Transient Analysis
I am interested in performing some Fourier analysis simulations on my circuit. In looking through the manual, I have noticed that there appear to be three operators that seem to perform similar operations: FFT, FFTS, and HARM. What are the differences between each of these operators, and in which situations should I use each operator?
Each of these operators do produce similar data. The main difference between them lie in the scale factors used along with whether the operator treats its specified waveform as a magnitude or a complex number.
FFT operator: The FFT operator calculates the classical Fourier transform of the specified waveform and returns a complex quantity whose real part contains the scaled Fourier series An coefficients and imaginary part contains the scaled Fourier series Bn coefficients. The Fourier coefficients are scaled by N/2 (DC scaled by N) where N is the number of points calculated during the FFT operation. Since most engineering applications need the unscaled Fourier coefficients, the FFT operator is most useful when calculating the phase values of the Fourier transform such as with the expression PH(FFT(V(Out))).
HARM operator: The HARM operator calculates the amplitude of the harmonics for the specified waveform where the amplitude is the multiplier of the sine or cosine function. It returns a magnitude rather than a complex quantity. The HARM operator is only useful for plotting the harmonics of a waveform such as with the expression HARM(V(Out)) or dB(Harm(V(Out))).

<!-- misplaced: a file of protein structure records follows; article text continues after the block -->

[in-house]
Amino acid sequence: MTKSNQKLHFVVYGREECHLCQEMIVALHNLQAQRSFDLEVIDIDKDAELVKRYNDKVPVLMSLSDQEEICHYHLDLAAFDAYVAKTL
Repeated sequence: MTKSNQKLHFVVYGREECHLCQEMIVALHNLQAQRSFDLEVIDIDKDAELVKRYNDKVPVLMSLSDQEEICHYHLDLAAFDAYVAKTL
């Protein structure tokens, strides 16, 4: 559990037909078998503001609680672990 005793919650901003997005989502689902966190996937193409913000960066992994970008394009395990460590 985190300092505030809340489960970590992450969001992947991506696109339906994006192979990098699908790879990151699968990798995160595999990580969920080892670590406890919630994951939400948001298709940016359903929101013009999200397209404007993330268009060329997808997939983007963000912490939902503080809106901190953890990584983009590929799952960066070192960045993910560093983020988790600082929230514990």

FFTS operator: The FFTS operator is similar in operation to the HARM operator. It can also be used to plot the harmonics of a waveform such as with the expression FFTS(V(Out)). The difference between the two is that the FFTS operator returns a complex quantity so that it can be used to plot the Fourier series sine and cosine coefficients. The Fourier series cosine coefficients can be calculated through an expression such as Re(FFTS(V(Out))), and the Fourier series sine coefficients can be calculated through an expression such as Im(FFTS(V(Out))).